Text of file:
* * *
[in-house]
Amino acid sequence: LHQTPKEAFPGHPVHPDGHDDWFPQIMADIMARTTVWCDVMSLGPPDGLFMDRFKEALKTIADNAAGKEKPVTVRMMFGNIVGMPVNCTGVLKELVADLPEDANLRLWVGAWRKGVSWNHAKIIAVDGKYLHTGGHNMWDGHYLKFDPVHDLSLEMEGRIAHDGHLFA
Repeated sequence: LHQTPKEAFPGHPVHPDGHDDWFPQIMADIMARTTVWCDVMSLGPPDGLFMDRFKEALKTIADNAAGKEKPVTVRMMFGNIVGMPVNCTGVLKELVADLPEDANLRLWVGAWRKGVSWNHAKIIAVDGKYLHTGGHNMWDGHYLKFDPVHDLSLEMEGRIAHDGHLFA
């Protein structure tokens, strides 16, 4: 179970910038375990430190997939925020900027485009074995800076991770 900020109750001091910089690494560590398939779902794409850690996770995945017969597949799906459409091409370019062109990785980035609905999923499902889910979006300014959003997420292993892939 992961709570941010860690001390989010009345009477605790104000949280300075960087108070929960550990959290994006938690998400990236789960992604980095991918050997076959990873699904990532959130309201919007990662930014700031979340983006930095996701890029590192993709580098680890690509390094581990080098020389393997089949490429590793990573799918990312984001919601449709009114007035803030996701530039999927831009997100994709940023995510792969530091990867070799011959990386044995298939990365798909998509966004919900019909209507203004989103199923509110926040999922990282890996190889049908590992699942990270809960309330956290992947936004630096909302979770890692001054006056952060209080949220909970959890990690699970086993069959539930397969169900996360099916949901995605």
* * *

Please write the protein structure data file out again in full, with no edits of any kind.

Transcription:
[in-house]
Amino acid sequence: LHQTPKEAFPGHPVHPDGHDDWFPQIMADIMARTTVWCDVMSLGPPDGLFMDRFKEALKTIADNAAGKEKPVTVRMMFGNIVGMPVNCTGVLKELVADLPEDANLRLWVGAWRKGVSWNHAKIIAVDGKYLHTGGHNMWDGHYLKFDPVHDLSLEMEGRIAHDGHLFA
Repeated sequence: LHQTPKEAFPGHPVHPDGHDDWFPQIMADIMARTTVWCDVMSLGPPDGLFMDRFKEALKTIADNAAGKEKPVTVRMMFGNIVGMPVNCTGVLKELVADLPEDANLRLWVGAWRKGVSWNHAKIIAVDGKYLHTGGHNMWDGHYLKFDPVHDLSLEMEGRIAHDGHLFA
């Protein structure tokens, strides 16, 4: 179970910038375990430190997939925020900027485009074995800076991770 900020109750001091910089690494560590398939779902794409850690996770995945017969597949799906459409091409370019062109990785980035609905999923499902889910979006300014959003997420292993892939 992961709570941010860690001390989010009345009477605790104000949280300075960087108070929960550990959290994006938690998400990236789960992604980095991918050997076959990873699904990532959130309201919007990662930014700031979340983006930095996701890029590192993709580098680890690509390094581990080098020389393997089949490429590793990573799918990312984001919601449709009114007035803030996701530039999927831009997100994709940023995510792969530091990867070799011959990386044995298939990365798909998509966004919900019909209507203004989103199923509110926040999922990282890996190889049908590992699942990270809960309330956290992947936004630096909302979770890692001054006056952060209080949220909970959890990690699970086993069959539930397969169900996360099916949901995605």